Men are satisfied commonly if they can so regulate their lives as to escape the censure of men, and the disgrace which follows wicked actions, but they pay little attention to their hearts which are as a cage of unclean birds. Most men are not in the habit of judging of their thoughts, imaginations and feelings, by the holy law of God, which condemns every wandering of desire, every unhallowed temper, and every want of supreme and perfect love. If we look upon our own hearts we must be convinced that all is not right within. If our hearts are naturally good, why do they turn away with strong secret aversion from the spiritual service of God? If our hearts are not dead to God, why are we not daily delighted with the contemplation of his glorious attributes? Why is prayer a burden? Why are we so entirely engrossed with sensible and worldly pursuits and pleasures? And if the moral and amiable need regeneration, what shall we say of the multitudes who are living in open rebellion against God? The profane, the unjust, the intemperate, the licentious, the scoffer, the false-swearer, the defrauder of the widow and the orphan, the sabbath-breaker, the liar, the neglecters of God’s worship, the slanderer, and a multitude of others who live habitually in known sin, surely need to be reformed, and they will never be thoroughly reformed until they are regenerated. Such must put off the old man with his corrupt deeds, and put on the new man. “Let the wicked forsake his way, and the unrighteous man his thoughts, and let him return unto the Lord, and he will have mercy upon him, and to our God who will abundantly pardon.” There is an urgent necessity that every sinner should repent, for true repentance is unto life. And what our Lord declared to the Jews is true of all, and was intended for all. “Except ye repent ye shall all likewise perish,” and Paul preached to the Athenians that “God now commandeth all men every where to repent, because he hath appointed a day in the which he will judge the world in righteousness by that man whom he hath ordained, of which he hath given assurance unto all men in that he hath raised him from the dead.” Evangelical repentance, conversion and regeneration, are substantially the same. They all signify a thorough change of views, affections, purposes and conduct; and this change is every where declared to be essential to salvation. And this is not a merely arbitrary constitution. No one is capable of the enjoyment of heavenly felicity who has never been born again. Without spiritual life, what would the sinner do in heaven? If men have no love to God, nor relish for his service, heaven is no place for them. Heaven is a holy place, and all the exercises and employments are holy, therefore, “Without holiness no man shall see the Lord.” And to be holy, ye must be born again. (“A Practical View of Regeneration”)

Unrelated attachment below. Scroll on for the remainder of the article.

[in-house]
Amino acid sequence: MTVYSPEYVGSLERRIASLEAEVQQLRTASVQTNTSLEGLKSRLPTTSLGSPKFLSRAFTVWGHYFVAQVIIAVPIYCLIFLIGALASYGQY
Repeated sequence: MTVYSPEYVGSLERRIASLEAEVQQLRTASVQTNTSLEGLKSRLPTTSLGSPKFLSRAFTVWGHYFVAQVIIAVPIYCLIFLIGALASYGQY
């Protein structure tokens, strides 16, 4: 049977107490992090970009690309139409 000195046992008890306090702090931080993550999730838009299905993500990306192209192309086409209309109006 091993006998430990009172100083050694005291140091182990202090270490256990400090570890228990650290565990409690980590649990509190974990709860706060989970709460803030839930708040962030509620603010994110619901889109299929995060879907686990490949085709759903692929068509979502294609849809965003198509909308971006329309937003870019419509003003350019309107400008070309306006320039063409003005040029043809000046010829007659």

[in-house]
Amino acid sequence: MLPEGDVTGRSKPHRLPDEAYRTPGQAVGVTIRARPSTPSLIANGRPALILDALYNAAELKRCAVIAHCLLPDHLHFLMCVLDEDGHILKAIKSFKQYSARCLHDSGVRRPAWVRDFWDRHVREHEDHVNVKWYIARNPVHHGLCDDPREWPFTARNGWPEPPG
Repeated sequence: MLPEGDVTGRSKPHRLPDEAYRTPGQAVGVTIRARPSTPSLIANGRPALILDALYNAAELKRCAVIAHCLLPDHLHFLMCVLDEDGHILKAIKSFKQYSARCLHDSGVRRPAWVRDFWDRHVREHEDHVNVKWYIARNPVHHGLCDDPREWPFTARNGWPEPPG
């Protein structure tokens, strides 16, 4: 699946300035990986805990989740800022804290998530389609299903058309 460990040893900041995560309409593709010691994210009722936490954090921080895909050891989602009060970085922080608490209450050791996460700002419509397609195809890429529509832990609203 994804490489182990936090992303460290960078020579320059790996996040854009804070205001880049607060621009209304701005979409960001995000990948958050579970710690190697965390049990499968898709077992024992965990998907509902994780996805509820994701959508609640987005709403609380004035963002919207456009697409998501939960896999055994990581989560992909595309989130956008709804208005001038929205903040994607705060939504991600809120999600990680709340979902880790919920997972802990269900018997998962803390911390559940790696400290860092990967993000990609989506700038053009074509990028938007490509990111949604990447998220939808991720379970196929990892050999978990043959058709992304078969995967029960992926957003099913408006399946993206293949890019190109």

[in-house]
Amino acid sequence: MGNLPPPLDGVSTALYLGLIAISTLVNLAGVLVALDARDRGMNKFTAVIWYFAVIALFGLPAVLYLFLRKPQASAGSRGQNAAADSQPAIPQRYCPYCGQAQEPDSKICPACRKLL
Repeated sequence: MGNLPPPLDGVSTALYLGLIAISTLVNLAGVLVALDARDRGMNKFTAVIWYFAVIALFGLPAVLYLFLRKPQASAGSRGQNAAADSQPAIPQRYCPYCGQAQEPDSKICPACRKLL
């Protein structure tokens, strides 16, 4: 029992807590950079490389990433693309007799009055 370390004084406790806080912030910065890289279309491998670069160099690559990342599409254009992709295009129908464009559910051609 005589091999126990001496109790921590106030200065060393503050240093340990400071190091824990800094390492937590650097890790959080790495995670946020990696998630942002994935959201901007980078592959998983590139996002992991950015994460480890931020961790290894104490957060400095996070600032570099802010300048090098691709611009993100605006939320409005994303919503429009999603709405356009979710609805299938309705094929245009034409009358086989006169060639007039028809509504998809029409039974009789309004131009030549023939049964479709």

God’s Perseverance